The government’s ambition to have 90 per cent of pupils studying the full slate of EBacc subjects by 2020 has officially been abandoned.
Justine Greening, the education secretary, has confirmed plans set out in the Conservative Party’s election manifesto to push the target back to 2025.
The government had wanted nine in ten pupils to be studying English, maths, science, a language and either history or geography by 2020.
Initial plans for the target had prompted fears that creative subjects could be squeezed out of the curriculum as schools rushed to focus on the five academic subjects included in the EBacc performance measure.
In her response to a long-running consultation on the EBacc, Greening also confirmed that schools would have to meet a 75 per cent target by 2022, a move that was also announced in the manifesto.
Greening says she is “in no doubt” that studying the EBacc subjects up to the age of 16 is “right for most pupils”.
“I know it will take time for our nation’s schools to enter 90 per cent of pupils for the EBacc subjects and I do not underestimate the challenge involved in meeting this ambition from our current position.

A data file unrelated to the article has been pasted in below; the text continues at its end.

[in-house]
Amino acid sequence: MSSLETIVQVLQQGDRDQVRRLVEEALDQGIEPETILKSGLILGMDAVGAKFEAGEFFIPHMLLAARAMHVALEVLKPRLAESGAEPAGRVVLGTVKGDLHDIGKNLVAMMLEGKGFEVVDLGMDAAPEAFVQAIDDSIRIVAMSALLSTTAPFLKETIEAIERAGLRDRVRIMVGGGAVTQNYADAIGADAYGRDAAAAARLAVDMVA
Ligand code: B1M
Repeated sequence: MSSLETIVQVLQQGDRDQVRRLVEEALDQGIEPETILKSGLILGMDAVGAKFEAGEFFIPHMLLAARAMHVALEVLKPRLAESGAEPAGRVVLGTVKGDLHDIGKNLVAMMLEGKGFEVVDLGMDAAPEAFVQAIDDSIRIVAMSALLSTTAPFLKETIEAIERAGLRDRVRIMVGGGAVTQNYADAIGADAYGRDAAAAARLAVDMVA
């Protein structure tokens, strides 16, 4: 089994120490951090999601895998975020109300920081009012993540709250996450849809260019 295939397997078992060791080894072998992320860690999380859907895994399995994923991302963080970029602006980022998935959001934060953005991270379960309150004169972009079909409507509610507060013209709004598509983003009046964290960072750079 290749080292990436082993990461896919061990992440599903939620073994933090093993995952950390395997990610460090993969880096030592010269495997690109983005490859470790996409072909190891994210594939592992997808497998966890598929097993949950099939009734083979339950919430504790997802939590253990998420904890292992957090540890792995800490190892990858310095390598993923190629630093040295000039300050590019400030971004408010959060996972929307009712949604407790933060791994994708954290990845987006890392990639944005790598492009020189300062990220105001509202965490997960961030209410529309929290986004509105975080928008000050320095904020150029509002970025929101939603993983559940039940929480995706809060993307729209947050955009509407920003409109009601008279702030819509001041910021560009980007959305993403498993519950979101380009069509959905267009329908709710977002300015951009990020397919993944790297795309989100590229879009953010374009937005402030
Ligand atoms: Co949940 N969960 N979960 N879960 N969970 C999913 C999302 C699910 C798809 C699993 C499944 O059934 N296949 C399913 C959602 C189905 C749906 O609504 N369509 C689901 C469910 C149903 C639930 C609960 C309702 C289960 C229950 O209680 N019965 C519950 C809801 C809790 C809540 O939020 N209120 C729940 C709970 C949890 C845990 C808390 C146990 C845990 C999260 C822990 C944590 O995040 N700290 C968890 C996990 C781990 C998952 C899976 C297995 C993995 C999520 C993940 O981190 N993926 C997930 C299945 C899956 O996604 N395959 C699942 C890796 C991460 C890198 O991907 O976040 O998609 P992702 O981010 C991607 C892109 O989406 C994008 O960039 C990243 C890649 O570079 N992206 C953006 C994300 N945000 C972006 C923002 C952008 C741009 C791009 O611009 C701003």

“While some schools are already responding to this challenge by significantly increasing their EBacc entry, I appreciate that some will be starting from a much lower point and recognise that the changes they will need to make and challenges they need to overcome will be more significant.”
The move has prompted criticism of the EBacc by the Association of School and College Leaders, whose general secretary Geoff Barton said it “increasingly looks like the performance measure that time forgot”.
“It’s hard to see what purpose it serves any more,” Barton said.
“It helps neither students, parents, teachers, nor school leaders. In our view, and in line with the chief inspector of schools, schools should provide a curriculum with an academically rigorous core for all, plus broader opportunities in the arts and sport.
“What schools and colleges offer should be driven by the needs of their students and communities, not by centrally-set targets.”
The Bacc for the Future campaign, which has campaigned against the measure and its impact on creative subjects, now says it has “no choice” but to step up its efforts and “urge the Department for Education to think again”.